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Spotty (Curious George) Paperback – April 28, 1997
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About the Author
Hans Augusto Rey was born in Hamburg, Germany in 1898. As a child, he spent much of his free time in that city's famous Hagenbeck Zoo drawing animals. After serving in the army during World War I, he married Margret Rey and they moved to Montmartre for four years. The manuscript for the first Curious George books was one of the few items the Reys carried with them on their bicycles when they escaped from Paris in 1940. Eventually, they made their way to the United States, and Curious George was published in 1941. Curious George has been published in numerous languages. And many, many Curious George books have followed.
Top Customer Reviews
* When talking to Aunt Eliza, Mother Bunny cries because her son Spotty is brown and not white and looks different than her other children. She is worried about what Grandpa might think. (My thought: who cares?)
* Little Rosie asked Aunt Eliza about her brown bunny brother named Spotty. "Don't you like brown spots, Auntie?" to which Eliza answers, "I certainly don't... go and play now."
* On two occasions, Mother Bunny tells Rosie to "stop asking questions" on a very important issue because it's a bad time for her-- first it's dinnertime, later it's bedtime). (My thought: nice.)
* Aunt Eliza advises Mother Bunny to leave Spotty home because he might upset Grandpa. She admonishes with, "you certainly don't intend to spoil the day for Grandpa and all the family."
* Mother Bunny gives in. The author writes, "So she had to go and tell Spotty that he was to stay home." (Huh? She HAD to...?) Mother Bunny told her little bunny, "It's just because of your brown spots... I'm so afraid that Grandpa may not like you as well as the others. I wish we could take you, Spotty, but we'll bring you something nice from the party." Rosie protests, but Mother says he'll have a "nice quiet day at home.Read more ›
Some years ago, I discovered a website where one could describe a children's book and find out the title. Only when I ordered a copy and re-read it did I find out that the ending was different than I had remembered. But I don't thing actual ending is much better than my incorrect memory.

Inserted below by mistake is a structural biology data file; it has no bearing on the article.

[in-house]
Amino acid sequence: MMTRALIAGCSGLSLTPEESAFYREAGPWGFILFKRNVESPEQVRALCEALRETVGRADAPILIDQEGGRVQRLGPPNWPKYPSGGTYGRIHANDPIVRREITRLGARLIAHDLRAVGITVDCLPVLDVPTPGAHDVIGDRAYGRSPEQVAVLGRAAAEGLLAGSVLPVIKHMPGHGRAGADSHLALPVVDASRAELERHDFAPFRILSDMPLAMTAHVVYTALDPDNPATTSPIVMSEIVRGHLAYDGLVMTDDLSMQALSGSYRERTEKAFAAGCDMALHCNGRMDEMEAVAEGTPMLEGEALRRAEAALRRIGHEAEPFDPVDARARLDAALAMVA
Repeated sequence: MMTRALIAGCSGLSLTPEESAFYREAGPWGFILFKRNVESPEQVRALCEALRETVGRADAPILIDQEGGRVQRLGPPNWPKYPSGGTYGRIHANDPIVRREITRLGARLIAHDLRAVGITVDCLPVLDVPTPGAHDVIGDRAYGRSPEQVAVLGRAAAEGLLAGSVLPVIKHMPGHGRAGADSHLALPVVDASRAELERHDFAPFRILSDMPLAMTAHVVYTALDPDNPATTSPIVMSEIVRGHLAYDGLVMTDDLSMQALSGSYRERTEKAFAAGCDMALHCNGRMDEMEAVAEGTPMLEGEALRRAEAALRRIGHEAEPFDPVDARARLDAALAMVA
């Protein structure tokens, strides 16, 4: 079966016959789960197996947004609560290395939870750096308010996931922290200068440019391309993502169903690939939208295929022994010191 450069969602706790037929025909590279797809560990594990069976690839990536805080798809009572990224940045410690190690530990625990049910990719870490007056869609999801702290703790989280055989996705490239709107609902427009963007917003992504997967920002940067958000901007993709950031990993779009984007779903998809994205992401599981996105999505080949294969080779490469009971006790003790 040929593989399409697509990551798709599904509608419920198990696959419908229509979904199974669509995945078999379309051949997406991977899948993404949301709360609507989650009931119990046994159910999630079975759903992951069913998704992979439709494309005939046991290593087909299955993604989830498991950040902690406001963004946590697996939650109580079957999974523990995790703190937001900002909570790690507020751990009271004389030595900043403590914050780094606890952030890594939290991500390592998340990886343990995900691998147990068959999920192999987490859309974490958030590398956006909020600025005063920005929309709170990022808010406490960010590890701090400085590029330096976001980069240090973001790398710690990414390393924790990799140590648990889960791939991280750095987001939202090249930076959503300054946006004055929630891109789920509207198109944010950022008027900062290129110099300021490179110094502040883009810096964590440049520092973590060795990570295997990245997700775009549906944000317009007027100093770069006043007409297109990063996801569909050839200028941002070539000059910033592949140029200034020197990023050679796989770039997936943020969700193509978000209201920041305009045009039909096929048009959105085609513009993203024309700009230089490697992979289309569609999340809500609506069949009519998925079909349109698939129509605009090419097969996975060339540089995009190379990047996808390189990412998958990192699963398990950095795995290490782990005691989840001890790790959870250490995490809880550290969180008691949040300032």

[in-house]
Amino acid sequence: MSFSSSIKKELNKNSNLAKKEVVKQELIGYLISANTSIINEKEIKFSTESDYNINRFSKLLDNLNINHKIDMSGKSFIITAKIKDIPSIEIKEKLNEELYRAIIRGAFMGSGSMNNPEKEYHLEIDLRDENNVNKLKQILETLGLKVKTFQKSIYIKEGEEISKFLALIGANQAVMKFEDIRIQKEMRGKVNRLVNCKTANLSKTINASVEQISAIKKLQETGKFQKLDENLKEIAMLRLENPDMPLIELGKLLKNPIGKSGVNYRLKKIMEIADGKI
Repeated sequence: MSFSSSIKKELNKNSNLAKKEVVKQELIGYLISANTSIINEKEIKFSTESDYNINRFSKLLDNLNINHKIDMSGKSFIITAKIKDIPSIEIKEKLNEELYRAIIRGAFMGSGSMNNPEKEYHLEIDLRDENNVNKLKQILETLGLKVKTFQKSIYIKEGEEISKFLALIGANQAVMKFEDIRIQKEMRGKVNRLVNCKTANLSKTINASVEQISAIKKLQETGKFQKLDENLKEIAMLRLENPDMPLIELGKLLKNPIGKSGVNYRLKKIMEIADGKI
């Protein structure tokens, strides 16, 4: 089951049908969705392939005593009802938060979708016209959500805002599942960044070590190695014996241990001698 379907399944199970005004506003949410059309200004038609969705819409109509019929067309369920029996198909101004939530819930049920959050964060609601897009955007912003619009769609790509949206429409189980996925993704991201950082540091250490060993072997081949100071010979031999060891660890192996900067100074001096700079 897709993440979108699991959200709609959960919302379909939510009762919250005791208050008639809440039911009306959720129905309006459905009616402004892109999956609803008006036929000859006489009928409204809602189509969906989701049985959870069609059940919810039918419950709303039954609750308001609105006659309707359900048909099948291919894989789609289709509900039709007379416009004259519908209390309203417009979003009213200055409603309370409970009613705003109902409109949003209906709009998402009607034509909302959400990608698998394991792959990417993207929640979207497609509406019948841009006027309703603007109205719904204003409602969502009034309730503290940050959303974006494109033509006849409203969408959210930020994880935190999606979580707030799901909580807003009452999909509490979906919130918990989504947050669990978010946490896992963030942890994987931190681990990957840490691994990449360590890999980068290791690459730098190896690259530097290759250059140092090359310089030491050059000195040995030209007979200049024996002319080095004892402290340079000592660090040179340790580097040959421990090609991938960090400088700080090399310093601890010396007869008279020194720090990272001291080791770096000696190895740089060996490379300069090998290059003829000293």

I still find the concept (a bunny left behind so his physical appearance won't offend a grandparent) very disturbing--regardless of the supposed happy ending.
I have never read the book to my grandchildren.
The book is a celebration of differences, and teaches children the very important lesson that we are who we are, and nothing can change that, nor should we try. This reaches all levels - differences in attitude to the obvious difference in skin color.
"Spotty" reaches so much farther than any of the Rey's "Curious George" works, and I highly recommend it for every parent.
I have spent a life trying to treat everyone the same and not put people into categories by their color, ethnic background, their economic status ... and guess what??? I now realize that I absorbed these values from reading Spotty as a young girl! It tells so gently what it feels like to be a spotted bunny in a family of white bunnies (and ostracized) and how it feels like to be a white bunny in a family of spotted bunnies (also made to feel "different").
Do your kids and grandkids a real life-long favor by reading this enjoyable, heart-warming, positive book to them. It changed my life and could change theirs.
Linda Gramatky Smith
Most Recent Customer Reviews
I have very mixed feelings about this book. As I realize that children should be exposed at an early age to adversity and learn that life is not all sunlight and roses, even I as... Read morePublished 11 months ago by trishaa
Another great H.A. Rey book. His illustrations are so innocent and sweet! If you are a collector of H.A. books, you will want this one!Published on April 4, 2014 by Ann McNally
The used book was in very good condition when my granddaughter received it through the mail when I ordered it & sent it directly to her house! Read morePublished on May 24, 2013 by Leanna C Eichorn
This was my daughter's favorite book as a child. One day we were talking about our favorite childhood books. Read morePublished on April 22, 2013 by Mary Librarian
I was lucky to have parents that started to read books to me a young age. Some of the book’s message stayed with me and I think they helped shape me into whom I am. Read morePublished on April 3, 2013 by Sara
... I didn't read it by myself, or even skim it, before reading it to my 4-year old. It must be good, I thought, it's by the "Curious George" author! Read morePublished on March 25, 2013 by A. Palmer
This book makes the intolerance, nonacceptance, and bigotry about those who are different an everyday, normal, acceptable thing and it is not! Read morePublished on November 1, 2011 by Amazon Customer